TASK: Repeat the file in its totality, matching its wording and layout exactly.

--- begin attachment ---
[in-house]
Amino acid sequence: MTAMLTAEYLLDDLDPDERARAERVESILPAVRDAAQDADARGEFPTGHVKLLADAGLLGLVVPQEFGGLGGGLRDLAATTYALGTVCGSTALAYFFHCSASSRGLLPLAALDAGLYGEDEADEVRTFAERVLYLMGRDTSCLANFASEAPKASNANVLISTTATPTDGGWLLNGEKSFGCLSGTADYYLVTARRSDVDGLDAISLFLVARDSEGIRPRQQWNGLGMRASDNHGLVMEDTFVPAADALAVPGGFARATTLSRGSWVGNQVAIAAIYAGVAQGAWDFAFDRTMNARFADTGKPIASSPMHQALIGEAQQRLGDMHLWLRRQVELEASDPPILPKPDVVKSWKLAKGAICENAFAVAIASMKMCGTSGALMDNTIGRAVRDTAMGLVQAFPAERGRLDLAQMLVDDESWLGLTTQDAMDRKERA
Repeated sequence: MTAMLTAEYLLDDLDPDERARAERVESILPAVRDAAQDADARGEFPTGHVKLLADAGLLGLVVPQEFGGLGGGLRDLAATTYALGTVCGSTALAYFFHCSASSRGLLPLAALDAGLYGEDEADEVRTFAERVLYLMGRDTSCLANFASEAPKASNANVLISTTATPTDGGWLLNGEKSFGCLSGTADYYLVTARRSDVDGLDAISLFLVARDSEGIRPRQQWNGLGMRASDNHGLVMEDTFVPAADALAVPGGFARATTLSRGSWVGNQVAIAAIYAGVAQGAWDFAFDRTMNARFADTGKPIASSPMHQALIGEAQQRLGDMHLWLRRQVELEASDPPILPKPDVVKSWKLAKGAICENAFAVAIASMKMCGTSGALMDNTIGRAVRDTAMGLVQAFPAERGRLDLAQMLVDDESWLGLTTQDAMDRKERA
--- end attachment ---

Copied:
[in-house]
Amino acid sequence: MTAMLTAEYLLDDLDPDERARAERVESILPAVRDAAQDADARGEFPTGHVKLLADAGLLGLVVPQEFGGLGGGLRDLAATTYALGTVCGSTALAYFFHCSASSRGLLPLAALDAGLYGEDEADEVRTFAERVLYLMGRDTSCLANFASEAPKASNANVLISTTATPTDGGWLLNGEKSFGCLSGTADYYLVTARRSDVDGLDAISLFLVARDSEGIRPRQQWNGLGMRASDNHGLVMEDTFVPAADALAVPGGFARATTLSRGSWVGNQVAIAAIYAGVAQGAWDFAFDRTMNARFADTGKPIASSPMHQALIGEAQQRLGDMHLWLRRQVELEASDPPILPKPDVVKSWKLAKGAICENAFAVAIASMKMCGTSGALMDNTIGRAVRDTAMGLVQAFPAERGRLDLAQMLVDDESWLGLTTQDAMDRKERA
Repeated sequence: MTAMLTAEYLLDDLDPDERARAERVESILPAVRDAAQDADARGEFPTGHVKLLADAGLLGLVVPQEFGGLGGGLRDLAATTYALGTVCGSTALAYFFHCSASSRGLLPLAALDAGLYGEDEADEVRTFAERVLYLMGRDTSCLANFASEAPKASNANVLISTTATPTDGGWLLNGEKSFGCLSGTADYYLVTARRSDVDGLDAISLFLVARDSEGIRPRQQWNGLGMRASDNHGLVMEDTFVPAADALAVPGGFARATTLSRGSWVGNQVAIAAIYAGVAQGAWDFAFDRTMNARFADTGKPIASSPMHQALIGEAQQRLGDMHLWLRRQVELEASDPPILPKPDVVKSWKLAKGAICENAFAVAIASMKMCGTSGALMDNTIGRAVRDTAMGLVQAFPAERGRLDLAQMLVDDESWLGLTTQDAMDRKERA